|Most recent IBA monitoring assessment|
|Year of assessment||Threat score (pressure)||Condition score (state)||Action score (response)|
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Kanchenjunga Conservation Area lies at the extreme northeastern corner of Nepal. It was designated in 1997 and is the newest of Nepal's protected areas. The Conservation Area supports many species of flora and fauna that are characteristic of the eastern Himalaya. The Qomolongma National Nature Reserve of China lies to the north and the Kanchenjunga National Park in Sikkim in India to the east. The Conservation Area comprises rocks and ice (64 per cent), forests (16.1 per cent), shrubland (10.1 per cent), grassland (9.2 per cent), agricultural land (0.5 per cent) and lake and landslide (0.1 per cent) (KCAP 2003 based on topo map 1978). Mount Kanchenjunga, the third highest mountain in the world (8586m), lies within the Area. There are four main river valleys: the Simbua Khola and the Ghunsa, Kabeli and Tamur. The vegetation ranges from subtropical to alpine. Subtropical vegetation comprises moist broadleaved forests of mixed Schima wallichii, Engelhardtia spicata etc, Schima wallichii/Castanopsis tribuloides and C. tribuloides/C. hystrix. In the temperate zone there are moist broadleaved forests of oak/laurel dominated by Quercus glauca, Q. lamellosa and C. tribuloides etc, Q. lamellosa forests, Q. semecarpifolia forests and mixed broadleaved/coniferous forests of Q. semecarpifolia/Tsuga dumosa/Abies spectabilis/Betula utilis/Rhododendron arboreum etc. The subalpine zone has a wide range of forest types: Tsuga dumosa/Abies spectabilis forest, Abies spectabilis forest, Larix griffithiana forest, Juniperus indica forest, Rhododendron forests and Betula forest. Vegetation in the alpine zone consists of scrub and meadows (Rastogi et al. 1997).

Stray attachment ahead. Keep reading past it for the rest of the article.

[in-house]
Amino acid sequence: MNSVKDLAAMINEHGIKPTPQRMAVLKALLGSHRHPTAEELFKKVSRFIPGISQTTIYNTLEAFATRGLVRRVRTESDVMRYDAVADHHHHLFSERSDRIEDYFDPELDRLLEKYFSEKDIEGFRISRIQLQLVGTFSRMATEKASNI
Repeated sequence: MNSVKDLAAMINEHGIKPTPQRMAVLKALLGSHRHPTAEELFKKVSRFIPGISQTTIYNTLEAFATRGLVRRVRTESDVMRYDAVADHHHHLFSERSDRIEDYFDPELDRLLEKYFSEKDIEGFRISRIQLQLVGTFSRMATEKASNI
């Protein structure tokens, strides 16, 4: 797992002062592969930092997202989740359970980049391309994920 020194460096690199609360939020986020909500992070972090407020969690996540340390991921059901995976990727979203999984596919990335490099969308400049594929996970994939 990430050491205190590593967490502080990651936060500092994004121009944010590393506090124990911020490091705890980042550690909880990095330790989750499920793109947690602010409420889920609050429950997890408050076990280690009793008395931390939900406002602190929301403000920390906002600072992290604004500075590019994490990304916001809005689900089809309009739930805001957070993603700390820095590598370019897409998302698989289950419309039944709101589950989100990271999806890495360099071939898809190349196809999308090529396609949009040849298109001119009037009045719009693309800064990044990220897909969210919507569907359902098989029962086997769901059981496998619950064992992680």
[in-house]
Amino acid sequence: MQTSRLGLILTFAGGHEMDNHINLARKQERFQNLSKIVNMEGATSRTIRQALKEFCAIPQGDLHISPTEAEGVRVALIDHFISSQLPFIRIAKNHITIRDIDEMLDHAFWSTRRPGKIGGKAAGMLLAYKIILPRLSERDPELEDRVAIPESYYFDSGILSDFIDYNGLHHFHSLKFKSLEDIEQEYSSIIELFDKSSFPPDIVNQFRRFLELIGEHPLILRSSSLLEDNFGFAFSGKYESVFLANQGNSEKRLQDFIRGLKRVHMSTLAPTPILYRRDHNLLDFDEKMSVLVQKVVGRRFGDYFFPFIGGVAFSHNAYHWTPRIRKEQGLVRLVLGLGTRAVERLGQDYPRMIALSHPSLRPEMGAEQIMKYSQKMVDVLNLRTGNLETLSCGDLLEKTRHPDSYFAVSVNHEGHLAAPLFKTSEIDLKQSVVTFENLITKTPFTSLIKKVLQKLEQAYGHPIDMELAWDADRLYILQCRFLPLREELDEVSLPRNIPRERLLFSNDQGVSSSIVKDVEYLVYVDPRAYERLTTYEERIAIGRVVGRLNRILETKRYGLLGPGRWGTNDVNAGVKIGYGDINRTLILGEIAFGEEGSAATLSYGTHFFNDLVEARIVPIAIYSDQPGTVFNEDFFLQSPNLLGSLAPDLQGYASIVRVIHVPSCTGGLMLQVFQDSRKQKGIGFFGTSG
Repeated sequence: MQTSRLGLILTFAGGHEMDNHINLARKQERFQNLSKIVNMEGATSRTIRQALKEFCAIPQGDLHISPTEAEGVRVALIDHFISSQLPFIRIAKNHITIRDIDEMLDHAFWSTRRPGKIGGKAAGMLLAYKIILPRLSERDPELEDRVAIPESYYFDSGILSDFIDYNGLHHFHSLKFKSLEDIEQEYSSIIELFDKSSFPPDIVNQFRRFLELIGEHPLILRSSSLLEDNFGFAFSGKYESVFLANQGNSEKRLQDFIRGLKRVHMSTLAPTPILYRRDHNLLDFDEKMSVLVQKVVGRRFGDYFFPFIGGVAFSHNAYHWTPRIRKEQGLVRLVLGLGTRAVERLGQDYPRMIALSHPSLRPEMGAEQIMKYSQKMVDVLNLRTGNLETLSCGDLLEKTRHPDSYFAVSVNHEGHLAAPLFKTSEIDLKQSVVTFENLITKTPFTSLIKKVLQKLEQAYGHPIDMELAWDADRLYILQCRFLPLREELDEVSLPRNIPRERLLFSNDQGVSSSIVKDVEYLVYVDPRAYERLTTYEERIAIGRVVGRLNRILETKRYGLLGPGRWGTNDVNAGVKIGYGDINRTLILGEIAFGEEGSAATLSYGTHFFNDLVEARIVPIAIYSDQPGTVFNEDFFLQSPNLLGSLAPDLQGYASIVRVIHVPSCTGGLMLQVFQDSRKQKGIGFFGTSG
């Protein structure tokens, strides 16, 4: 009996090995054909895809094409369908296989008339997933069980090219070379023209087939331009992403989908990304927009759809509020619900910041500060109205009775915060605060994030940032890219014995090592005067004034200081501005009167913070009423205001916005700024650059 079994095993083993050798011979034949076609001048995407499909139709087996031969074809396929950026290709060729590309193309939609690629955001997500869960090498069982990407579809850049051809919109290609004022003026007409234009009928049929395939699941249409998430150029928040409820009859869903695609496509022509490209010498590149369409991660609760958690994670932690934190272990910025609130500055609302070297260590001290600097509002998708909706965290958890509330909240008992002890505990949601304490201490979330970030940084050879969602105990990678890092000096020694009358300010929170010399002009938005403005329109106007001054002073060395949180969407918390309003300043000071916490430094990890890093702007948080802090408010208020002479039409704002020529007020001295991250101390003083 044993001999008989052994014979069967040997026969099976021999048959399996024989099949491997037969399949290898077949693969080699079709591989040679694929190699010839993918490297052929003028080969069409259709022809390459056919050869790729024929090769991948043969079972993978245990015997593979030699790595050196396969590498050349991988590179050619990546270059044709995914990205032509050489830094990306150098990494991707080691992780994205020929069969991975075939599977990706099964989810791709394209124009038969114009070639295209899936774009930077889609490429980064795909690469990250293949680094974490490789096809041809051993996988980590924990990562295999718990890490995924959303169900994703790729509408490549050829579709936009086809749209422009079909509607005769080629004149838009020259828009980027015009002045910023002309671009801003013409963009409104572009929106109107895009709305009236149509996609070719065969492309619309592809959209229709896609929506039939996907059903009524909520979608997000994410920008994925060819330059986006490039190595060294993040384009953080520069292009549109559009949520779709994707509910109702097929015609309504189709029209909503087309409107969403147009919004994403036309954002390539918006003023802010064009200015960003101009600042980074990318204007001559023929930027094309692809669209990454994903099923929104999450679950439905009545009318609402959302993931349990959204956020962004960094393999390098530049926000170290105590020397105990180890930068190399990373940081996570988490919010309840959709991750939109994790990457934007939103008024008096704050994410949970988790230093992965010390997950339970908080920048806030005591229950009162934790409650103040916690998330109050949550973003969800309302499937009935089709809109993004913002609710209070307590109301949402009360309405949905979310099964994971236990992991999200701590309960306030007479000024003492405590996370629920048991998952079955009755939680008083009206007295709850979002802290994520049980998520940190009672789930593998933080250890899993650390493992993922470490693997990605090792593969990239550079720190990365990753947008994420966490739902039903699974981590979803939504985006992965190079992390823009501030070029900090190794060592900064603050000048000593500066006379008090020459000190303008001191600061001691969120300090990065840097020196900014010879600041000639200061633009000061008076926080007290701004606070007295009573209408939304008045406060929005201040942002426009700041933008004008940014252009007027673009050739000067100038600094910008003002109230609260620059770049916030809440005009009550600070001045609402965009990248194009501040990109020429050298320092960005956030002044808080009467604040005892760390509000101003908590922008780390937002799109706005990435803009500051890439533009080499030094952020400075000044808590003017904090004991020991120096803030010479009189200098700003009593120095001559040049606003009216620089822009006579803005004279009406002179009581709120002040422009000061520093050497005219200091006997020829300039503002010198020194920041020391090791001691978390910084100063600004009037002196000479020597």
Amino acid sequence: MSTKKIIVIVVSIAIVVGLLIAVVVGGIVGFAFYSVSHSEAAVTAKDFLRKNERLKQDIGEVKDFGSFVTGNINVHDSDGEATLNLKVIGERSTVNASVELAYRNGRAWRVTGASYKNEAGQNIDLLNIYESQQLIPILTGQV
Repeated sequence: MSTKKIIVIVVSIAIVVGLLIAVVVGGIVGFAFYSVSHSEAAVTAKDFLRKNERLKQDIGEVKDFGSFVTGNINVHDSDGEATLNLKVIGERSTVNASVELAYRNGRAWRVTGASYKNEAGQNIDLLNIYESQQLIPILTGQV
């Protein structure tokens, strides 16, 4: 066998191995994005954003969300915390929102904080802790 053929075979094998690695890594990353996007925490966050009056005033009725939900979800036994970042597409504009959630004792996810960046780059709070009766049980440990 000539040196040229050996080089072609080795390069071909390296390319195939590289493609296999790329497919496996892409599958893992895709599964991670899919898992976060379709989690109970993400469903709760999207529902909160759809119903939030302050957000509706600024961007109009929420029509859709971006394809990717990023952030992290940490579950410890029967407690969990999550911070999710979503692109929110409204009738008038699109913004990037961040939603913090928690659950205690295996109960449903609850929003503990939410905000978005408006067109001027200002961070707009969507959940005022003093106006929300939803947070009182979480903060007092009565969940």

As many as 279 bird species have been recorded in the Conservation Area, but many more are likely to occur (White and White 1992, 1994, 1997), Halberg (1994), Brown 1995, KCAMC 2003, BCN in preparation). The status of bird species in the Area is uncertain. Considering the Area's location and the high quality of extensive remaining forests (see Conservation Issues section below) it is likely to be important for many east Himalayan species, including several species from the East Himalayan Endemic Bird Area. There are large temperate forest and alpine zone areas that are likely to support significant populations of characteristic species of the Sino-Himalayan Temperate Forest and Eurasian High Montane biomes. A recent study has pointed out that a total of 844 species of flora has been found in the area (KCAMC 2003).
Non-bird biodiversity: Globally threatened mammals include the Assam Macaque Macaca assamensis, Asiatic Black Bear Ursus thibetanus, Snow Leopard Uncia uncia, Himalayan Musk Deer Moschus chrysogaster, Serow Capricornis sumatraensis and Red Panda Ailurus fulgens.
BirdLife International (2020) Important Bird Areas factsheet: Kanchenjungha Conservation Area. Downloaded from http://www.birdlife.org on 30/10/2020.